Delicious and somewhat frightening history of food and eating - from British wartime shortages to contemporary American supermarkets and artisan dining. Mallet holds that food and eating are central to civilization and exposes some of the myths that have made the community of food so impersonal, and in some cases dangerous. Particularly appreciate EGGS and CHICKENS! history, recipes, health fears and facts. Similar in content but not tone to Fast Food Nation and Super Size Me.

--Ashland Mystery

Gina Mallet combines personal vignettes of family life in England during WWII (including recipes) with research about the ways in which government, science and business have DISTANCED us from the choices we make about the food we eat. You don't realize how great that distance is until you have read how eggs, cheese, meat, vegetables, fruits and fish have been "manipulated" in various ways at different times. It is interesting how she combines the history of food and chefs with information that w ...more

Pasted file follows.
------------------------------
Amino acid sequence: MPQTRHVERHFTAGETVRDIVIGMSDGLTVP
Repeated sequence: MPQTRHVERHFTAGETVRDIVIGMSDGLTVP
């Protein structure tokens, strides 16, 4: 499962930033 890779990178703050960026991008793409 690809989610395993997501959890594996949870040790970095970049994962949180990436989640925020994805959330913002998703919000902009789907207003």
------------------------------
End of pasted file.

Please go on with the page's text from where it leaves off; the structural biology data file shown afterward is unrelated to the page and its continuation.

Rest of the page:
Jason Mcconnell
I enjoyed this book. I enjoyed how the author remeniced about the foods of her youth, her growing up in post war London and her tomatoes in Canada. I liked how for each character (food) she presented personal experiences and emotions surrounding her feelings toward these foods. I remeber the part about the date at the steakhouse and the perfect omlette in France. As a matter of fact I have perfected my perfect, SIMPLE omlette as per her recommendations. I however DO NOT get the cover image chos ...more
It took me several attempts to get through this book. I persevered because it was so hyped. I should have trusted my instincts. I would be interested to understand what the author was trying to accomplish. Yes, food has changed, been industrialized... sometimes the details were too deep, and others not deep enough. I couldn't follow if Gina Mallet is a fan of GM or not - some of the book seemed muddled, and some of it not that interesting, and not one recipe that I thought mmm. Maybe it's a cult ...more